Chart shows impact of Universal Credit cuts across UK
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Speculation was rife prior to the Budget announcement concerning Universal Credit. Many thought the benefit would be facing changes as part of the Chancellor of the Exchequer’s coronavirus recovery plan. The flagship benefit has already been slashed this year when the £20 per week uplift was removed for millions of claimants up and down the UK.
Some pundits speculated the Chancellor would reinstate the uplift – a move favoured by the Labour Party, as well as a handful of Tory MPs.
But Mr Sunak revealed other plans for Universal Credit this afternoon.
The Treasury announced workers will keep more of the money they earn from work while receiving UC – in a move designed to incentivise claimants to take on extra work.
The taper rate effectively taxes Britons 63p in the pound on anything they earn over their base level of benefits.
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This puts many thousands of claimants off applying for better-paid jobs or taking on more hours.
The taper rate will be taken down to 55p in an attempt to soften the blow for the UK’s lowest-paid workers, the Chancellor announced today.
The tax cut is worth over £2 billion.
Families will keep as much as £1000 a year, and in some cases more, and will be introduced “no later than December 1”.
He said: “The Universal Credit taper withdraws support as people work more hours. The rate is currently 63%, so for every extra £1 someone earns, their Universal Credit is reduced by 63p.
“Let us be in no doubt: this is a tax on work – and a high rate of tax at that.”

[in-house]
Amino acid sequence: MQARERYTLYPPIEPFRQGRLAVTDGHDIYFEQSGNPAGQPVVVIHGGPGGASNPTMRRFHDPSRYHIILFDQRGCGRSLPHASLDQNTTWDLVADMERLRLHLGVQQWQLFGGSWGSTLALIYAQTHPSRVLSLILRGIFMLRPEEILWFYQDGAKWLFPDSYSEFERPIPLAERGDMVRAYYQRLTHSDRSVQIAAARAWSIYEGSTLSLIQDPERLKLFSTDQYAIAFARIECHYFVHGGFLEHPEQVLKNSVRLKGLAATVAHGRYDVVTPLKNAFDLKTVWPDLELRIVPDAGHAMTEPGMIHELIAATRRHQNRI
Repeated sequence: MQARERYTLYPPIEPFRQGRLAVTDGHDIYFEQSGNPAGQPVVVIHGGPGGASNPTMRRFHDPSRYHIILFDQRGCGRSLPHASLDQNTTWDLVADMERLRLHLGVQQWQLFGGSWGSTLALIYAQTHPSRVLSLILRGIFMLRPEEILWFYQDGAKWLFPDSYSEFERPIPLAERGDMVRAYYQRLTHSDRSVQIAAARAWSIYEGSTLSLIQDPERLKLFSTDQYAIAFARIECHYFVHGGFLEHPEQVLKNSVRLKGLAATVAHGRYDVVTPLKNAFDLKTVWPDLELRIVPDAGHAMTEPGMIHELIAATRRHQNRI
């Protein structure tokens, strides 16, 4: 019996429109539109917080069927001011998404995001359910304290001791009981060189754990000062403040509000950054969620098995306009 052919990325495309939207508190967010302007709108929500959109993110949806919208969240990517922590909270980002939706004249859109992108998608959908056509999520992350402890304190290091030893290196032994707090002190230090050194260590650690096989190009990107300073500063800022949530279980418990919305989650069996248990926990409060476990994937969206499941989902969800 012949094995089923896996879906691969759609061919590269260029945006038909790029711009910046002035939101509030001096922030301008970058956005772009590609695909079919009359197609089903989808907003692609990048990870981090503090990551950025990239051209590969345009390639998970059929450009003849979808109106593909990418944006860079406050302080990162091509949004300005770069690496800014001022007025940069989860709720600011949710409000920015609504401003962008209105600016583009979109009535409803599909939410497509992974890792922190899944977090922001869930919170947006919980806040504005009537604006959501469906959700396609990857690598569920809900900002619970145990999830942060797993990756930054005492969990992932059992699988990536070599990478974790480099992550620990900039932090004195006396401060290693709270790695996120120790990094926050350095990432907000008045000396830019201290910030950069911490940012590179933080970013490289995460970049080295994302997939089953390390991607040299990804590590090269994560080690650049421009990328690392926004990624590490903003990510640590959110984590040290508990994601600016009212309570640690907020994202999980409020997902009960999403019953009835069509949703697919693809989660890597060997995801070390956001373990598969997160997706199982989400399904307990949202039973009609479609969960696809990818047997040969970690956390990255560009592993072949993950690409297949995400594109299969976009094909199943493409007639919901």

He added: “To make sure work pays, and help some of the lowest income families in the country keep more of their hard-earned money, I have decided to cut this rate, not by 1%, not by 2 percent – but by 8 percent.”
The package will crucially target those who are already working.
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The taper rate change comes as a cost of living crisis grips the UK.
Energy bills will soar and food shortages have pushed up prices in recent weeks, with this winter expected to be a financially difficult one for Britons.
Prior to the announcement, the Joseph Rowntree Foundation said the move would benefit 1.7million families, but leaves another 3.8 million facing the full brunt of the cut.
Six million Universal Credit claimants had their payments slashed this month, despite widespread calls to keep it in place.
The boost of £20 a week started in April 2020 and was designed to help people through the pandemic, which drastically hit people’s finances.
Sean Keyes, managing director of civil and structural engineering firm Sutcliffe raised concerns about the changes to the benefit ahead of the announcement.
Mr Keyes told Express.co.uk: “I am concerned with the cuts to Universal Credit which is highly unjust and will come with a significant amount of financial pain for millions of people.”
He added: “The cost of the budget will certainly be in the tens of billions of pounds, but for your average person these numbers are almost meaningless and for businesses, we understand that these numbers are relevant to the size of the economy.
“We need to be levelling up across the country and it is important that spending continues in order for us to do so.”
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